Known Unknowns

Martin Hill, Senior Tutor, BSC
Martin Hill, Senior Tutor, BSC

Ramadan provides an excellent opportunity for self-reflection- and an opportunity to reflect on your coaching practice and yourself as a coach.

One of the common themes from candidates that I have encountered, when delivering the British School of Coaching’s Level 7 coaching and mentoring course, has been angst about encountering topic or issues in sessions that they would not know the answer to, which results in the candidates being desperate to be experts in every possible field that may arise. One of the key features of being a coach is the fact that you do not need to be a subject matter expert- indeed that ignorance on your part is frequently the enabler that leads the client to the new knowledge or understanding. This is because your questions to help your understanding make the client reflect when they are explaining matters to you. It is often the simple, curious, questions used by the coach to clarify matters that makes the client realise something they had failed to notice or misunderstood the significance of.

The challenge for you to reflect upon for your coaching practice is how comfortable you are with dealing with ambiguity. Remember Donald Rumsfeld’s comment?

There are known knowns. These are things we know that we know. There are known unknowns. That is to say, there are things that we know we don’t know. But there are also unknown unknowns. There are things we don’t know we don’t know.” Unpicking that and applying that to me own coaching and supervision practice:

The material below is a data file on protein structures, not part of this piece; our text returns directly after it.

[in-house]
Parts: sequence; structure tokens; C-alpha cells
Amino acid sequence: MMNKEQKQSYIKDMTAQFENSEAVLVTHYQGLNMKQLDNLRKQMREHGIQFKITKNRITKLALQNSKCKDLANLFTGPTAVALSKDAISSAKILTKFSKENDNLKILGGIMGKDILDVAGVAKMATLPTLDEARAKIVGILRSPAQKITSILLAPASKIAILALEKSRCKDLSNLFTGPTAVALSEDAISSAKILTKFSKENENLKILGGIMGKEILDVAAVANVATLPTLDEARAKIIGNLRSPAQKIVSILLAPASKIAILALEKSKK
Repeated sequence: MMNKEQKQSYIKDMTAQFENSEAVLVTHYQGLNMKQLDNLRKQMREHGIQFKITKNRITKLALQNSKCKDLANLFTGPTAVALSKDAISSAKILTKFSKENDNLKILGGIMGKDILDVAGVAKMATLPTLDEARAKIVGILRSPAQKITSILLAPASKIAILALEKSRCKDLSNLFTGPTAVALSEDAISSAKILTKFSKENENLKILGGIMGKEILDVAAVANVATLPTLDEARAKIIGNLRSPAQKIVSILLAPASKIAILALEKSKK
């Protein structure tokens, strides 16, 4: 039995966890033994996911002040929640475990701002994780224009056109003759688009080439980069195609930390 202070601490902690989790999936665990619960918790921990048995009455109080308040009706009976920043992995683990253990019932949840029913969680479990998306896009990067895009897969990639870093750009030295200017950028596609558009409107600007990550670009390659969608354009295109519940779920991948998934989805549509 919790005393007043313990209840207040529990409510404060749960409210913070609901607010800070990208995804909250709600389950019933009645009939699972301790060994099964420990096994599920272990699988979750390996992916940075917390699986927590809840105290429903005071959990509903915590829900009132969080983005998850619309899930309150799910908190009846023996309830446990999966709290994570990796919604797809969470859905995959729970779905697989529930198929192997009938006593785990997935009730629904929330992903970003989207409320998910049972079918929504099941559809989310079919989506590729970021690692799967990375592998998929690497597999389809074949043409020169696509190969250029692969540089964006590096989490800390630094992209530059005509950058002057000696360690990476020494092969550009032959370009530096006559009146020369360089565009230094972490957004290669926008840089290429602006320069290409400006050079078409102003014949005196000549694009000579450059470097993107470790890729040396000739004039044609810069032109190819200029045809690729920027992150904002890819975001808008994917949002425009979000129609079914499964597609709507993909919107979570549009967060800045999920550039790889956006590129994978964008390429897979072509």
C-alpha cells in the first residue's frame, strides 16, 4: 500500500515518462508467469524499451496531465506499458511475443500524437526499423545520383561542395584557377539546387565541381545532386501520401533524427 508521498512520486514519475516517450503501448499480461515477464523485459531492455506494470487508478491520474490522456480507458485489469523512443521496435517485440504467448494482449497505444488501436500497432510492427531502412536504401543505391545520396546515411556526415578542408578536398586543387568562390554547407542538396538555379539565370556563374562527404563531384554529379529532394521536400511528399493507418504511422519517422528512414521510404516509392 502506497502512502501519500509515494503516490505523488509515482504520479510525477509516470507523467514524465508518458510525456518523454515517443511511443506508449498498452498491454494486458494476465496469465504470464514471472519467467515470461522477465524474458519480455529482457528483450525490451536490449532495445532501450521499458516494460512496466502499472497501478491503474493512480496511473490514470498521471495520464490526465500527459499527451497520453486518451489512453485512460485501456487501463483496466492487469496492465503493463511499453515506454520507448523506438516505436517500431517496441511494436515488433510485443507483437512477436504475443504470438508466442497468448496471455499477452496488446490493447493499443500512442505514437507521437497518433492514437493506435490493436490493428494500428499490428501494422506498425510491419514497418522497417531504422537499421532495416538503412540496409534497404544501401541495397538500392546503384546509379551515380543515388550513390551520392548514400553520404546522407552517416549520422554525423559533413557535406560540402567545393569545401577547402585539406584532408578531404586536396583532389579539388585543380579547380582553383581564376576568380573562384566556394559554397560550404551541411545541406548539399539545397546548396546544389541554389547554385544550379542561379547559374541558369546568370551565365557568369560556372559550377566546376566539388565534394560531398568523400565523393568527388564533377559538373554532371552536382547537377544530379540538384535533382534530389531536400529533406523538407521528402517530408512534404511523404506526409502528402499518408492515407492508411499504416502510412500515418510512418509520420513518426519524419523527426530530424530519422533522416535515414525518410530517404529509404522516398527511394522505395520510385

• Known knowns- I reflect on my own skills and knowledge – not just from coaching and supervision, but also the holistic knowledge and experience that I bring- work and life experience etc. Remember that coaching is not something that occurs in a vacuum.
  • Known unknowns- I research the client industry/client prior to first session to establish some background knowledge- also great tool for rapport building. Sometimes the pre-session meeting reveals areas that I need to research and/or refresh.
  • Unknown unknowns- I use my coaching journals to reflect on my development as a coach and reflect on how my emotional development in dealing with unknowns- initially it was a source of anxiety, now my reflection is that this is the source of excitement. I am also comfortable with being honest and open with a client and saying when I do not know something and then exploring countermeasures to address that.

Martin Hill LL.B (Hons), FInstLM, FISQC, MAC, EMCC Member, Coach &Coach Supervisor

Faculty Member

Programme Director for ILM 7 Coaching & Mentoring Courses

Some of our Clients

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